New Brunswick

Immigration alone won't solve economic woes, says prof

A political scientist at Mount Allison University says while encouraging immigration to Atlantic Canada is a good thing, it's only a Band-Aid solution to long-term economic prosperity.

Mario Levesque says more details also needed on how credentials from abroad will be recognized in N.B.

Mario Levesque teaches in the Politics and International Relations Department at Mount Allison University. He says immigration alone won't solve Atlantic Canada's underlying economic problem of an ageing and shrinking population. (Mount Allison University)

A political scientist at Mount Allison University says while encouraging immigration to Atlantic Canada is a good thing, it's only a Band-Aid solution to long-term economic prosperity.

Mario Levesque told Information Morning Moncton that immigration brings lots of benefits, but unless new Canadians stay in Atlantic Canada, it won't address the underlying regional issue of an aging and shrinking population.

"So that's why I say it is just a Band-Aid, because we are not going to foster any large growth … we'll just basically spin our wheels," said Levesque.

Levesque said no one in government seems to be looking at long-term population trends and how that will affect everything from health care and education to roads, especially if the provincial population drops to around 700,000 in the next 30 years.

Levesque said the government's plan seems to be to bring people in and hope the population stabilizes after immigrants arrive in the province.

Statistics Canada reports the province had a population of about 753,900 in 2015 and while New Brunswick set a 70-year record for population growth this year when it accepted about 2,000 Syrian refugees, the total population only went up by about 1,300 people.

Pilot project to boost immigration light on details

On Monday, the four Atlantic premiers and Ottawa announced a three-year pilot project to boost immigration to the region by admitting up to 2,000 immigrants and their families in 2017.

But Levesque said the announcement comes with little detail on how the program will work, especially when it comes to attracting skilled workers from abroad.

"I'd like to see some more details into exactly what type of skills shortages exist and how they will be attracting people to come here to fill those skills shortages," said Levesque.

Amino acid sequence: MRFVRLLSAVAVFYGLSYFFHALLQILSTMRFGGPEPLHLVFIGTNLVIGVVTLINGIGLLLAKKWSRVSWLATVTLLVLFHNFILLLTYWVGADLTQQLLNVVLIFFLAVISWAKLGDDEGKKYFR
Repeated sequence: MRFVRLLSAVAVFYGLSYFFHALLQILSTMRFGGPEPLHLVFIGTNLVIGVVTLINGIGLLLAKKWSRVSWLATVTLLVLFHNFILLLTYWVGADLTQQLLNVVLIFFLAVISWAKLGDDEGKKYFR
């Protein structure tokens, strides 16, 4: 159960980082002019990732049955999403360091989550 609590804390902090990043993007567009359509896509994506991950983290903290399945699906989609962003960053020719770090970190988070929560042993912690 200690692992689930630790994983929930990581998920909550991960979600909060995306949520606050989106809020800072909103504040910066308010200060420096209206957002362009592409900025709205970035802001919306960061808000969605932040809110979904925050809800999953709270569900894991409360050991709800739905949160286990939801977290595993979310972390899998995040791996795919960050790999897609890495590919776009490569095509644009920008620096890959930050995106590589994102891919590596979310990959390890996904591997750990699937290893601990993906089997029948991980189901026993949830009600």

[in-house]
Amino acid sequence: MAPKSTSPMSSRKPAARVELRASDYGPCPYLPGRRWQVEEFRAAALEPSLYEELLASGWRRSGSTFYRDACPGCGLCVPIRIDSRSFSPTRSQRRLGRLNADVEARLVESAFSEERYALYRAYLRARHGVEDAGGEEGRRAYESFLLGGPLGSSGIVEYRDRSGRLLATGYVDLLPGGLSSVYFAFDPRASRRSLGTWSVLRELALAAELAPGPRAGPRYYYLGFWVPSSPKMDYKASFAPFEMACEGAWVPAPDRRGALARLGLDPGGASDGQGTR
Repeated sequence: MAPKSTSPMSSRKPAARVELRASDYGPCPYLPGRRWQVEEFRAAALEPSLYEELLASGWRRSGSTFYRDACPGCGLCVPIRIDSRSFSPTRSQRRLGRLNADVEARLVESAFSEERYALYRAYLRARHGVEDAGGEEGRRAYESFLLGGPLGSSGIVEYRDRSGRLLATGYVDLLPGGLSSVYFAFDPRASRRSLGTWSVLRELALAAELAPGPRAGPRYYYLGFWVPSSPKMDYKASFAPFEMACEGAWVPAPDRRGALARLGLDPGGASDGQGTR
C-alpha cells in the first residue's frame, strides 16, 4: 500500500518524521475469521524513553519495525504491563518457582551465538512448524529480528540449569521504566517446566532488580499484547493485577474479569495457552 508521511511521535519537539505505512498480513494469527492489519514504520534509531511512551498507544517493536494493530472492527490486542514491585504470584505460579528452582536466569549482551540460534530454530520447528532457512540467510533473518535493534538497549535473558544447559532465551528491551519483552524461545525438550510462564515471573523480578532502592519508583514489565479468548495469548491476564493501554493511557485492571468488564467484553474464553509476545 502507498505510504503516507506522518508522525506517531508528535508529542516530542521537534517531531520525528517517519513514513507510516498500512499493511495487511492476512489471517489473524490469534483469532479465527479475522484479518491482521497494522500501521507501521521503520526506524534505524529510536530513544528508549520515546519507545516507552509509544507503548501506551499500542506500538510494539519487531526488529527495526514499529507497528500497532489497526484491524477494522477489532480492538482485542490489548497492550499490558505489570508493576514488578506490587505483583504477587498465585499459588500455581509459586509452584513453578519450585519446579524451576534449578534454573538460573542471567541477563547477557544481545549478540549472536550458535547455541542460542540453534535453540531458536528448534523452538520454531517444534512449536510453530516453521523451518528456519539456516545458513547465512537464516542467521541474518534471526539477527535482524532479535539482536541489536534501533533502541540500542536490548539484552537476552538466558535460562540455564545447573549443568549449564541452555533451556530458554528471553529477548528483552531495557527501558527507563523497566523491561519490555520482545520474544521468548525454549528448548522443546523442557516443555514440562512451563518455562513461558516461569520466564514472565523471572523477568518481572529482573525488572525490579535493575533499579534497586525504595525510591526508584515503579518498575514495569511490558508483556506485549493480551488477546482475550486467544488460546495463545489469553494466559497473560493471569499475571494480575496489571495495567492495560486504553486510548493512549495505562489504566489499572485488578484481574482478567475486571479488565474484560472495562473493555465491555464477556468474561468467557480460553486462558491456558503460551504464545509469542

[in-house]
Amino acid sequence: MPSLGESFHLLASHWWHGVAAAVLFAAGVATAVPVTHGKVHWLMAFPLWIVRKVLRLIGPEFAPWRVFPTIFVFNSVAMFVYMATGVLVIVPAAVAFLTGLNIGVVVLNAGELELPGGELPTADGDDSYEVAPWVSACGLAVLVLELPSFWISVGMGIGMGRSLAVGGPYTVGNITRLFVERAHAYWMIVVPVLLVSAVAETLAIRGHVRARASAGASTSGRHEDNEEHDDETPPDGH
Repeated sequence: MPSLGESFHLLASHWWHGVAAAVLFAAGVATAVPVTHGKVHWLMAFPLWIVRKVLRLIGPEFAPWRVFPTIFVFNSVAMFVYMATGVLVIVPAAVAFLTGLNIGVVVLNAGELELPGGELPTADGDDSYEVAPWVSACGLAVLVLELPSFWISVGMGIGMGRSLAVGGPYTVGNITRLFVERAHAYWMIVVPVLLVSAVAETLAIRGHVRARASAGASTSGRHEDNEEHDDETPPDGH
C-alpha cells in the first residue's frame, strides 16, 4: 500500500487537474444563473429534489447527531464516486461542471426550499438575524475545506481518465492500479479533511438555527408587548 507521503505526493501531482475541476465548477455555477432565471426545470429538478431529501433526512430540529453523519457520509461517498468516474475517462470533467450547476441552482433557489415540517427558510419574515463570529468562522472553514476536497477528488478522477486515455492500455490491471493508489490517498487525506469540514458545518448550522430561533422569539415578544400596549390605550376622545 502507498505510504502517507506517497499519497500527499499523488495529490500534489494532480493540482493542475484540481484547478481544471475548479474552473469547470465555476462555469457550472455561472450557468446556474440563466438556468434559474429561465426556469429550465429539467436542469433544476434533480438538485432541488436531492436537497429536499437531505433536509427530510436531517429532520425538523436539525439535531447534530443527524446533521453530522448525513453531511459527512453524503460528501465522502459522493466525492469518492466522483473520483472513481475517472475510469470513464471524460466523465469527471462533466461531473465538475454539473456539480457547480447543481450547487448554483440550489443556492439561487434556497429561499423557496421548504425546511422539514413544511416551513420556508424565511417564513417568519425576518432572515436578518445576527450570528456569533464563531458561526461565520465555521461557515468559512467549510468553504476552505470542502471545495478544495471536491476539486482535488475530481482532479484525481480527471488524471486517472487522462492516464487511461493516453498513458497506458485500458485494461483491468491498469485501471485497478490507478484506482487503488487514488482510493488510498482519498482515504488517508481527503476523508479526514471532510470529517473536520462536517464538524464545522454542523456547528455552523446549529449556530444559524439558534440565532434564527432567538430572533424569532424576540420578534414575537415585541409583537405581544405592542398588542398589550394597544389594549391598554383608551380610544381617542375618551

Levesque said the province presumably has figures on what professional or critical skills are needed in New Brunswick, but said a quick internet search did not uncover a single document about that.

"It's not well publiciized. I think we have to do a lot of digging trying to find it," said Levesque.

"They all talk in general terms about a skills shortage. That could mean anything." 

Levesque said to attract the right people, the province needs to be more specific about what skills are missing from the current labour force and how the skills and professional credentials of immigrants will be recognized once they arrive.

Recognizing foreign credentials

"When we have large barriers between interprovincial labour mobility in Canada and someone from another province has great difficulty in getting their professional credentials recognized here in Atlantic Canada," he said. "If we can't do that within Canada, how are we going to try and do it with someone from another country?"

"We've all heard the examples around Canada where we have a medical doctor, for example, who comes here and ends up driving a cab. It's just a wastage of their skills."

Levesque would also like to see some assurances that immigrants who are considering Atlantic Canada as a new home are clearly told if and how their professional credentials will be accepted or verified here.

"Are they being told the correct thing, or is it after the fact, after they arrive here, then all of a sudden they find out all these intricacies and that their skills are not properly recognized," he said.

Typically, within three to five years at least half of immigrants to this region move to other provinces, said Levesque, either for better jobs or because there's a larger community of people from their home country elsewhere.

He said the province should try and foster better relationships between new immigrants and local communities to make newcomers feel more welcome so they'll be less likely to leave.